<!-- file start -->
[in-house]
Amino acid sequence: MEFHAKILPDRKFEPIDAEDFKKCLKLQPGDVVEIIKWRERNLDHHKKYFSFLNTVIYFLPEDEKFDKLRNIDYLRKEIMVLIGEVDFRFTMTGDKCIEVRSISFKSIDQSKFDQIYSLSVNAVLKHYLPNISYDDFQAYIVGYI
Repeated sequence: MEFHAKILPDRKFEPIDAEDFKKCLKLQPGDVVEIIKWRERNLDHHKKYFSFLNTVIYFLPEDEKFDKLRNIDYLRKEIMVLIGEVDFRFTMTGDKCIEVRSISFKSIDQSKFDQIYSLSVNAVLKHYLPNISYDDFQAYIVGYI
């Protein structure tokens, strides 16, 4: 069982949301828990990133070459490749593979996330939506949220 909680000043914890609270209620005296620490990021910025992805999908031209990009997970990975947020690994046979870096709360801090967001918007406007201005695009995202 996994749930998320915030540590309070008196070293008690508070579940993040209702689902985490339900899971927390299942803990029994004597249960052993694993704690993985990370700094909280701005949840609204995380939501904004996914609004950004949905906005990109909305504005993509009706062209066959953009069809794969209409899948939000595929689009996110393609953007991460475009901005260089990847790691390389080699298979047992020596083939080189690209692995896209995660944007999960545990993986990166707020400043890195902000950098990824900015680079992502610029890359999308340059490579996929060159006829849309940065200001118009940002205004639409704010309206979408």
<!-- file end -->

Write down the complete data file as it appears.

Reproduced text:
[in-house]
Amino acid sequence: MEFHAKILPDRKFEPIDAEDFKKCLKLQPGDVVEIIKWRERNLDHHKKYFSFLNTVIYFLPEDEKFDKLRNIDYLRKEIMVLIGEVDFRFTMTGDKCIEVRSISFKSIDQSKFDQIYSLSVNAVLKHYLPNISYDDFQAYIVGYI
Repeated sequence: MEFHAKILPDRKFEPIDAEDFKKCLKLQPGDVVEIIKWRERNLDHHKKYFSFLNTVIYFLPEDEKFDKLRNIDYLRKEIMVLIGEVDFRFTMTGDKCIEVRSISFKSIDQSKFDQIYSLSVNAVLKHYLPNISYDDFQAYIVGYI
């Protein structure tokens, strides 16, 4: 069982949301828990990133070459490749593979996330939506949220 909680000043914890609270209620005296620490990021910025992805999908031209990009997970990975947020690994046979870096709360801090967001918007406007201005695009995202 996994749930998320915030540590309070008196070293008690508070579940993040209702689902985490339900899971927390299942803990029994004597249960052993694993704690993985990370700094909280701005949840609204995380939501904004996914609004950004949905906005990109909305504005993509009706062209066959953009069809794969209409899948939000595929689009996110393609953007991460475009901005260089990847790691390389080699298979047992020596083939080189690209692995896209995660944007999960545990993986990166707020400043890195902000950098990824900015680079992502610029890359999308340059490579996929060159006829849309940065200001118009940002205004639409704010309206979408």